By AMY LORENTZEN, Associated Press
DES MOINES, Iowa (AP) -- Nearly a thousand new charges have been filed in the state's prosecution of alleged child labor violations at a kosher meatpacking plant in northeast Iowa.
The 954 new charges were filed Jan. 16 against Jeffrey Heasley, a beef production supervisor at the Agriprocessors Inc. plant in Postville. They include alleged child labor violations of employing minors in a meatpacking establishment and for exposing minors to dangerous or poisonous chemicals.
The company also operated a plant near Gordon, Neb., that wasn't involved in the accusations.
Last September, the Iowa attorney general's office filed more than 9,000 charges against the plant, its owners and managers. Prosecutors accuse them of hiring minors and in some cases of having children younger than 16 handle dangerous equipment.
According to an online court docket, the state filed a motion last week to join the case against Heasley with the other defendants facing child labor charges. Heasley's trial is scheduled for April 20, the same day as the other defendants. He is scheduled to appear in court for a hearing Wednesday.
An attorney for Heasley was not listed in court documents, the Allamakee County Clerk's Office said. A woman who answered the telephone at the Agriprocessors plant said Heasley continues to work there. A message left for him on Monday afternoon at the plant wasn't immediately returned.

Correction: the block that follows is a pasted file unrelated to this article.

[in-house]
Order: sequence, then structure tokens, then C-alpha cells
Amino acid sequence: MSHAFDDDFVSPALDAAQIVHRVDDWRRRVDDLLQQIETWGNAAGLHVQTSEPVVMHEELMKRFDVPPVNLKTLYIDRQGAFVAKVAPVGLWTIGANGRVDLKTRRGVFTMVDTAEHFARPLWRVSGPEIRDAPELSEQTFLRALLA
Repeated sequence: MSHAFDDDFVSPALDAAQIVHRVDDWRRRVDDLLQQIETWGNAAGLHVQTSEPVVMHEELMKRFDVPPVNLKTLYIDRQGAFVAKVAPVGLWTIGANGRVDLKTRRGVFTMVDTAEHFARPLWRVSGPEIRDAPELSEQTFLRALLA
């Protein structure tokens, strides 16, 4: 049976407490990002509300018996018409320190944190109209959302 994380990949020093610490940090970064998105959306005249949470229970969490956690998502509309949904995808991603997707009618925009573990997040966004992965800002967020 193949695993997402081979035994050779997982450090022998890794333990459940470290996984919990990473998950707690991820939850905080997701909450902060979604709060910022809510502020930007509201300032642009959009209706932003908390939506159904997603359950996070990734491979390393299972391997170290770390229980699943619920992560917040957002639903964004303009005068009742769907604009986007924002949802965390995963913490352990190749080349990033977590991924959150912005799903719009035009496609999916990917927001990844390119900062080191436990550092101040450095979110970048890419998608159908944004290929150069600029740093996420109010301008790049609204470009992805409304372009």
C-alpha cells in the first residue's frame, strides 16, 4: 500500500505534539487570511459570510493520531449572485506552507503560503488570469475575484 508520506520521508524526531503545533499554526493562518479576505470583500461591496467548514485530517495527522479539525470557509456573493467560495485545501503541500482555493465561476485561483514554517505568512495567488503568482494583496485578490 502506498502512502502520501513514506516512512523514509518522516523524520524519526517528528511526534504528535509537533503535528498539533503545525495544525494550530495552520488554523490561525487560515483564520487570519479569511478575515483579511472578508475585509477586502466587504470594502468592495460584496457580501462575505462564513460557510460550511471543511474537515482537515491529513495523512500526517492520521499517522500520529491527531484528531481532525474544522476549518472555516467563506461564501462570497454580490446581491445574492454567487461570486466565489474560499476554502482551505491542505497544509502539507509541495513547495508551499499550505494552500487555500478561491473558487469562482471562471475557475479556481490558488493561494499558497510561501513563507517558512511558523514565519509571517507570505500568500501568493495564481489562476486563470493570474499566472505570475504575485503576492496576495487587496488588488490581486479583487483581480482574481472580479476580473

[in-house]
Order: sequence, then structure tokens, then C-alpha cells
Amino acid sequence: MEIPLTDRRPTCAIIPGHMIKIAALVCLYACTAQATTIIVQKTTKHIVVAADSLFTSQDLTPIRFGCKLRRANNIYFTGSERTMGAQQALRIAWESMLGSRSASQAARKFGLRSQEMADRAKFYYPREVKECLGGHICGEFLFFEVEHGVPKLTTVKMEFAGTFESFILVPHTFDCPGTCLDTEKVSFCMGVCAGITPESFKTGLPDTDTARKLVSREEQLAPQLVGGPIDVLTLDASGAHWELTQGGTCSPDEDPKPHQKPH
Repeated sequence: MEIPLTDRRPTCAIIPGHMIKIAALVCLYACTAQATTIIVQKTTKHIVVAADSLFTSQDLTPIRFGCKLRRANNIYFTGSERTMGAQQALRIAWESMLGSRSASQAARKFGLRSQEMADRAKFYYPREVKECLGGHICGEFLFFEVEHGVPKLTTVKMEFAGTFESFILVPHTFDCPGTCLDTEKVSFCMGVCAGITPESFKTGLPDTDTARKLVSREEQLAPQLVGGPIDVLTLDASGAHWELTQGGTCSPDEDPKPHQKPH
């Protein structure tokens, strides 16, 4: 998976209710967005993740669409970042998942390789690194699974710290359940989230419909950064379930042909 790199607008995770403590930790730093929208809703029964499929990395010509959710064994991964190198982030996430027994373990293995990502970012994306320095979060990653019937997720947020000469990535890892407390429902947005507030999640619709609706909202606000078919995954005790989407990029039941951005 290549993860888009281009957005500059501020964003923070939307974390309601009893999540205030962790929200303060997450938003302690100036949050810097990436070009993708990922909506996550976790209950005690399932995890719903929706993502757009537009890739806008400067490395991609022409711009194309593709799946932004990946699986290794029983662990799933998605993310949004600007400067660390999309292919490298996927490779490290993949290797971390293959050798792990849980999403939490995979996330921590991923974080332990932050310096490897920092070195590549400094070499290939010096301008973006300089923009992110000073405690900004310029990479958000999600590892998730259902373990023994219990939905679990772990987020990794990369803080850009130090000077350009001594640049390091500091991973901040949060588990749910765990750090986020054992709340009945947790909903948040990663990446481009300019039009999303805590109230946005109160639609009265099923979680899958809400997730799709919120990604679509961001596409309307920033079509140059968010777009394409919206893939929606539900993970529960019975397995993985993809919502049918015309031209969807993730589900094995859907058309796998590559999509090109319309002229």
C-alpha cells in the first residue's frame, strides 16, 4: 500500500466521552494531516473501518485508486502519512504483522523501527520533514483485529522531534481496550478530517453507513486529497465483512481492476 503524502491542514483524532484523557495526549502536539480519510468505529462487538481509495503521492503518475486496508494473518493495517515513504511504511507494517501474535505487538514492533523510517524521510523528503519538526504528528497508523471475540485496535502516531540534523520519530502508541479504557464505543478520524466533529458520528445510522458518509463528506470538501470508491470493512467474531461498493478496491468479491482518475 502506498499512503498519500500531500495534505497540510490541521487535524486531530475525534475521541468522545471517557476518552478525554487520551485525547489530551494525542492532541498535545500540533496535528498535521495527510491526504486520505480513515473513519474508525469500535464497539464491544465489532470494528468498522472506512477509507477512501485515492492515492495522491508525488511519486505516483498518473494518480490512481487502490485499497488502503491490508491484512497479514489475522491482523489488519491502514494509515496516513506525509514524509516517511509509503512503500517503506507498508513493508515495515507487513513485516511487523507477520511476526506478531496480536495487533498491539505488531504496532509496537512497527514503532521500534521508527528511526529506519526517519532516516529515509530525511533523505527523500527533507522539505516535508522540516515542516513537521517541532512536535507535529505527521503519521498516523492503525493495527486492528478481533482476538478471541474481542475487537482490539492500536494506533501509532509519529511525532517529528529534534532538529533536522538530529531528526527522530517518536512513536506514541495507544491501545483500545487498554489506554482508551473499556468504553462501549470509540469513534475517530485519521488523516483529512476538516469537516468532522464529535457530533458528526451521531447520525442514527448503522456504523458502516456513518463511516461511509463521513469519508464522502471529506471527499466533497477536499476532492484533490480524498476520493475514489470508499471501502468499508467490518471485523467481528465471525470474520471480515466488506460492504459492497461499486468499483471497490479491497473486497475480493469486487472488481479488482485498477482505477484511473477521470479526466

The other defendants face 9,311 individual counts -- one for each day a particular violation is alleged for each worker. Those defendants include the company itself; plant owner Abraham Aaron Rubashkin; former plant manager Sholom Rubashkin; human resources manager Elizabeth Billmeyer; and human resource employees Laura Althouse and Karina Freund.
As the case against the company and its owners and managers moves forward, prosecutors allege five types of violations of Iowa's child labor laws. Two charges -- employing a child under age 18 in a meatpacking plant and employing a child under age 18 in an occupation that exposes the child to dangerous or poisonous chemicals -- are charges that Heasley also faces.
The other defendants also face charges including employing a child under age 16 who operated power machinery; employing a child under age 16 who worked during prohibited hours or more hours in a day than permitted by law; and employing a child under 16 who worked more days in a week than permitted by law.
An affidavit in that case said that children were exposed to dry ice and chlorine solutions and that children were operating conveyor belts, meat grinders, circular saws, power washers and power shears.
The affidavit includes more than 1,500 work hour violations, including children under age 16 who worked more than eight hours a day and more than 40 hours a week. Children under 16 also worked 12 hour days, and during the school year worked more than four hours a day and more than 28 hours a week, the affidavit said.
[Hat Tip: Archie.]